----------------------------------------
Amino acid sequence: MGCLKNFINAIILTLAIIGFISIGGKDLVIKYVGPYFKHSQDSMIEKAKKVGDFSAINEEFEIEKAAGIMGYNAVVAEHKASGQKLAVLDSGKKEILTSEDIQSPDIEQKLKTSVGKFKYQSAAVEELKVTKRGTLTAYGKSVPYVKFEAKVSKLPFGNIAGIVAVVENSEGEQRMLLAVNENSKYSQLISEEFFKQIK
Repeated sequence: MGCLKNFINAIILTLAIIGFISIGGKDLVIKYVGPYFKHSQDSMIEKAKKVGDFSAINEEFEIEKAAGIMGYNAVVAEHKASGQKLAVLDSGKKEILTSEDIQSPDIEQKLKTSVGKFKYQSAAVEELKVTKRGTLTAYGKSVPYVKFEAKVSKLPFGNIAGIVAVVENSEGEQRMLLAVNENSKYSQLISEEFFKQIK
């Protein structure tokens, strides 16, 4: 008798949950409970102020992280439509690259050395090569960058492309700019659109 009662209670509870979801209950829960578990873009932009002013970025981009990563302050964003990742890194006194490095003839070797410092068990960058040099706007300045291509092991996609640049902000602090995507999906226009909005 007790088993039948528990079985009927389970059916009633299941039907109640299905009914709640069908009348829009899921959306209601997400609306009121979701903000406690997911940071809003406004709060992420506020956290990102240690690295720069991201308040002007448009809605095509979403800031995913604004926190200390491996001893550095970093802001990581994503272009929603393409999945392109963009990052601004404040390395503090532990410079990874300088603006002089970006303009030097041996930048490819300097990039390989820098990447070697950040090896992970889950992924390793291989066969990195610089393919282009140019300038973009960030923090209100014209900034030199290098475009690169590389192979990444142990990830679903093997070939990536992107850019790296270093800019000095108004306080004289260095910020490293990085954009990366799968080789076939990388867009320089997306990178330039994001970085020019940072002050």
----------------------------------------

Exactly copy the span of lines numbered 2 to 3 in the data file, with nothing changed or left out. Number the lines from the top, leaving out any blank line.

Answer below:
Repeated sequence: MGCLKNFINAIILTLAIIGFISIGGKDLVIKYVGPYFKHSQDSMIEKAKKVGDFSAINEEFEIEKAAGIMGYNAVVAEHKASGQKLAVLDSGKKEILTSEDIQSPDIEQKLKTSVGKFKYQSAAVEELKVTKRGTLTAYGKSVPYVKFEAKVSKLPFGNIAGIVAVVENSEGEQRMLLAVNENSKYSQLISEEFFKQIK
């Protein structure tokens, strides 16, 4: 008798949950409970102020992280439509690259050395090569960058492309700019659109 009662209670509870979801209950829960578990873009932009002013970025981009990563302050964003990742890194006194490095003839070797410092068990960058040099706007300045291509092991996609640049902000602090995507999906226009909005 007790088993039948528990079985009927389970059916009633299941039907109640299905009914709640069908009348829009899921959306209601997400609306009121979701903000406690997911940071809003406004709060992420506020956290990102240690690295720069991201308040002007448009809605095509979403800031995913604004926190200390491996001893550095970093802001990581994503272009929603393409999945392109963009990052601004404040390395503090532990410079990874300088603006002089970006303009030097041996930048490819300097990039390989820098990447070697950040090896992970889950992924390793291989066969990195610089393919282009140019300038973009960030923090209100014209900034030199290098475009690169590389192979990444142990990830679903093997070939990536992107850019790296270093800019000095108004306080004289260095910020490293990085954009990366799968080789076939990388867009320089997306990178330039994001970085020019940072002050």